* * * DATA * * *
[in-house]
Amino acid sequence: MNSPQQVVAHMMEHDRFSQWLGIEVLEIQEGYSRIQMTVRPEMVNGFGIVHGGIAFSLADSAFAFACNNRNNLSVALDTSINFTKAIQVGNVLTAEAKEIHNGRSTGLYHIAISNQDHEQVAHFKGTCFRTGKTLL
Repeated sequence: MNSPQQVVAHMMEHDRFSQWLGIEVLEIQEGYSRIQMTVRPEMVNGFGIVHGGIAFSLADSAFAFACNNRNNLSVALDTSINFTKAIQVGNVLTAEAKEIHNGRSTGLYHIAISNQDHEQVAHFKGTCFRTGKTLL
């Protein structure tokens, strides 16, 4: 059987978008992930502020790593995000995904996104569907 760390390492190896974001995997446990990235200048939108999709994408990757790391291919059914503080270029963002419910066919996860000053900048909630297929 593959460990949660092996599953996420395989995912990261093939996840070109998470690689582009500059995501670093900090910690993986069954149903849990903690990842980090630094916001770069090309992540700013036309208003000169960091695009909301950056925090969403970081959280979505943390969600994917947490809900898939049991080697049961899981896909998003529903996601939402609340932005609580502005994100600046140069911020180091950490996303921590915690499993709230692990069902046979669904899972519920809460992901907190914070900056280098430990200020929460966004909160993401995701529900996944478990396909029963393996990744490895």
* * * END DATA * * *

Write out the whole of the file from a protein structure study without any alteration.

[in-house]
Amino acid sequence: MNSPQQVVAHMMEHDRFSQWLGIEVLEIQEGYSRIQMTVRPEMVNGFGIVHGGIAFSLADSAFAFACNNRNNLSVALDTSINFTKAIQVGNVLTAEAKEIHNGRSTGLYHIAISNQDHEQVAHFKGTCFRTGKTLL
Repeated sequence: MNSPQQVVAHMMEHDRFSQWLGIEVLEIQEGYSRIQMTVRPEMVNGFGIVHGGIAFSLADSAFAFACNNRNNLSVALDTSINFTKAIQVGNVLTAEAKEIHNGRSTGLYHIAISNQDHEQVAHFKGTCFRTGKTLL
């Protein structure tokens, strides 16, 4: 059987978008992930502020790593995000995904996104569907 760390390492190896974001995997446990990235200048939108999709994408990757790391291919059914503080270029963002419910066919996860000053900048909630297929 593959460990949660092996599953996420395989995912990261093939996840070109998470690689582009500059995501670093900090910690993986069954149903849990903690990842980090630094916001770069090309992540700013036309208003000169960091695009909301950056925090969403970081959280979505943390969600994917947490809900898939049991080697049961899981896909998003529903996601939402609340932005609580502005994100600046140069911020180091950490996303921590915690499993709230692990069902046979669904899972519920809460992901907190914070900056280098430990200020929460966004909160993401995701529900996944478990396909029963393996990744490895």